Octavius Caesar (later renamed Augustus Caesar, son of the murdered Julius Caesar), Marc Antony, and Lepidus form the triumvirate, the three rulers of the Roman Empire. Antony, though ...
See full summary »
After the murder of her lover Caesar, Egypt's queen Cleopatra needs a new ally. She seduces his probable successor Marc Antony. This develops into real love and slowly leads to a war with the other possible successor - Octavius.
Cleopatra, the famed Egyptian Queen born in 69 B.C., is shown to have been brought by Roman ruler Julius Caesar at age 18. Caesar becomes sexually obsessed by the 18 year old queen, beds ... See full summary »
Everything returns to normal after Chernobyl. That is, everything but art. Most of the great works are lost, and it is up to people like William Shakespear Junior the Fifth to restore the ... See full summary »
Octavius Caesar (later renamed Augustus Caesar, son of the murdered Julius Caesar), Marc Antony, and Lepidus form the triumvirate, the three rulers of the Roman Empire. Antony, though married to Fulvia, spends his time in Egypt, living a life of decadence and conducting an affair with Queen Cleopatra. In Antony's absence, Caesar and Lepidus worry about Pompey's increasing strength. Caesar condemns Antony for neglecting his duties as a statesman and military officer. Hearing that his wife, Fulvia, has died and that Pompey is raising an army to rebel against the triumvirate, Antony feels he must return to Rome. Caesar and Antony try to patch up their quarrel through the marriage of Antony to Caesar's sister Octavia. In Egypt, Cleopatra is told that Antony has married and is furious with jealousy. However, when the messenger says that Octavia is not very beautiful, Cleopatra feels confident that she can win Antony back. The triumvirs meet Pompey, who agrees to keep peace in exchange for ... Written by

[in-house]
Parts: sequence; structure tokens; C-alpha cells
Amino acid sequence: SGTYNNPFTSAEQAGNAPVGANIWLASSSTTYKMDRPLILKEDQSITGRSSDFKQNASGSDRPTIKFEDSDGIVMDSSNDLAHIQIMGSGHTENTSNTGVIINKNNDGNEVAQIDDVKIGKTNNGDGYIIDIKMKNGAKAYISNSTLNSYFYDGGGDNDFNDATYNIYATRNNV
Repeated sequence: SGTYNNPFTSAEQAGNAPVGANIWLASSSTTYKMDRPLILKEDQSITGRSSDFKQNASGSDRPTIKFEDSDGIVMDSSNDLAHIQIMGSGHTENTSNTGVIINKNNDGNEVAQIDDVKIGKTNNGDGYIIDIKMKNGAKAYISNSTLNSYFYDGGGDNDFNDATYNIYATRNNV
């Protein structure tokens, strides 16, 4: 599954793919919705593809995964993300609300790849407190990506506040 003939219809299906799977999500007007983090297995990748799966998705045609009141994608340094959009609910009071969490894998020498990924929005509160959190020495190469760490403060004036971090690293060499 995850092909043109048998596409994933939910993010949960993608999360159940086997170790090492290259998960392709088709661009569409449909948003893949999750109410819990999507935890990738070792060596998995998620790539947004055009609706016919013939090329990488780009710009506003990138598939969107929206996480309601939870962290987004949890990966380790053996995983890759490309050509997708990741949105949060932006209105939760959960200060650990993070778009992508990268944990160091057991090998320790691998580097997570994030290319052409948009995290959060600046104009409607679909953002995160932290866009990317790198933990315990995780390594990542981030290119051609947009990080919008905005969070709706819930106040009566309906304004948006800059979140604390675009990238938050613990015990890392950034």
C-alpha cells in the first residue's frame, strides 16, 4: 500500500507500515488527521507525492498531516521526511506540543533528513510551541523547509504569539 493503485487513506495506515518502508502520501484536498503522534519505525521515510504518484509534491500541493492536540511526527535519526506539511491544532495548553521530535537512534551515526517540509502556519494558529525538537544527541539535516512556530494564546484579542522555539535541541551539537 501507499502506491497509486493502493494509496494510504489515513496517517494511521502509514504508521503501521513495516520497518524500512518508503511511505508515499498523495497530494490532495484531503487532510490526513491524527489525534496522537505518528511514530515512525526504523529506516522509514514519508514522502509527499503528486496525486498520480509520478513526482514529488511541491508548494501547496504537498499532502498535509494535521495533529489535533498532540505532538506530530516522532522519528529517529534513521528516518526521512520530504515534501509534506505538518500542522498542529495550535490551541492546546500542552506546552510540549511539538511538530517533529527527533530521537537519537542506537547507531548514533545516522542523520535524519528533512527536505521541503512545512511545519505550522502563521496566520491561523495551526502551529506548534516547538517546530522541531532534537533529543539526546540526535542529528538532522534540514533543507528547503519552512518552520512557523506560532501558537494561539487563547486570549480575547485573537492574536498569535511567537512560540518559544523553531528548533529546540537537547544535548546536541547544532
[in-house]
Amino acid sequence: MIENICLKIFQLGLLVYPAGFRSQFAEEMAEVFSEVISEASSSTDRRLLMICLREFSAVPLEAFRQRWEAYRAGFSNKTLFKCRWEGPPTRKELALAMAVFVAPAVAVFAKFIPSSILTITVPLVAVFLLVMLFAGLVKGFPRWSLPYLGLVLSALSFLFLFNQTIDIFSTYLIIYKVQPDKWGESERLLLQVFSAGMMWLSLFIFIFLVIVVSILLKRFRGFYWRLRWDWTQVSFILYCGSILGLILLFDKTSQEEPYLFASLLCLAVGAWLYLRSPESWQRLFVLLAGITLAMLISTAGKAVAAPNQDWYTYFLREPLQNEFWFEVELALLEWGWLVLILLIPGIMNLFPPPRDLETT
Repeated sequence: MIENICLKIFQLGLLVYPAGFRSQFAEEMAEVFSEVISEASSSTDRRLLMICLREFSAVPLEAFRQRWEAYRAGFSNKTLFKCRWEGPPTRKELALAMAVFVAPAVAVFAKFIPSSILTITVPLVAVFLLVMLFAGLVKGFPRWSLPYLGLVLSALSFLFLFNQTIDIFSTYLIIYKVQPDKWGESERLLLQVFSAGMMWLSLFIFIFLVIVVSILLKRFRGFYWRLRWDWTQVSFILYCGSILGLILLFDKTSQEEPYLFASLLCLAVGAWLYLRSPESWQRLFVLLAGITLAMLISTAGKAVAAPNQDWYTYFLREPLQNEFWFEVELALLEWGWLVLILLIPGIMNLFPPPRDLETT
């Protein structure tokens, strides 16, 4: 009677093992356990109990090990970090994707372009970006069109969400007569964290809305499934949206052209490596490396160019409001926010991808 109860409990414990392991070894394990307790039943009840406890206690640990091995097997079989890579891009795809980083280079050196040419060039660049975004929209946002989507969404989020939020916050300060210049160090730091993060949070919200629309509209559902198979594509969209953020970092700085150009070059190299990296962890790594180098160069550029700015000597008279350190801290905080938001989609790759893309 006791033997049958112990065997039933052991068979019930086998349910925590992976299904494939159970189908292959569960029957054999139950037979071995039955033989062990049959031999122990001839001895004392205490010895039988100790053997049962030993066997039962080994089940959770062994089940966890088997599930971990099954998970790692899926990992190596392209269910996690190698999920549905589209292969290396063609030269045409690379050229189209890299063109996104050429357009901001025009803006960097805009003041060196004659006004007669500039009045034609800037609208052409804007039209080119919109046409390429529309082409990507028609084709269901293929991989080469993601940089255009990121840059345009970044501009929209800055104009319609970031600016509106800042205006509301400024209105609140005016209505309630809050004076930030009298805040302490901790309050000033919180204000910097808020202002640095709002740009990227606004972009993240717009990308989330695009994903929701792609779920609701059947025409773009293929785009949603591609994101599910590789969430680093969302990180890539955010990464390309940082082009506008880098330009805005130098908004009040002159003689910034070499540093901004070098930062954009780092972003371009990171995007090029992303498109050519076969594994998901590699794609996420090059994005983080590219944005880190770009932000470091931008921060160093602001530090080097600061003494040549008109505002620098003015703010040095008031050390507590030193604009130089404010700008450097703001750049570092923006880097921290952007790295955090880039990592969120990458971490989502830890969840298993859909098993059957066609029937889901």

Fiona Kelleghan <email@example.com>
Jonathan Miller used Paolo Veronese's The Family of Darius before Alexander as a major influence in his visual design of this episode, as it mixes both classical and Renaissance costumes in a single image. See more »
First of all, those who have never seen this play, when they first view this film, will be puzzled that the play has been updated to Shakespeare's time. The clothing is definitely from the Elizabethan period. And that's the only interesting part.
After watching this film for about 15 minutes, I couldn't continue watching. It was so boring! It seems that the director is expecting the lines of the play to make the play interesting! I know it sounds bizarre, what I just wrote. But it's not just the lines of the actors that makes the movie, it has to have action! There was little action in this film, the actors kind of stood around and said their lines.
Jane Lapotoire was not bad as Cleopatra, she was the only one that seems to make sense. You can feel her Cleopatra as being frivolous and madly in love, or is it in lust, with Antony. The actor that plays Antony, alas, looked like an ugly old guy with a beard. What does the dainty, pretty Cleopatra see in this guy?
I didn't believe anything in this film. I am not a student of Shakespeare, like most people, I don't understand all the lines of a Shakespeare play, I rely on both action and words to understand the play. This film had precious little action and this is what makes the film fail. This film is just too static.
I give this Antony & Cleopatra version a "D-".
4 of 23 people found this review helpful.
Was this review helpful to you?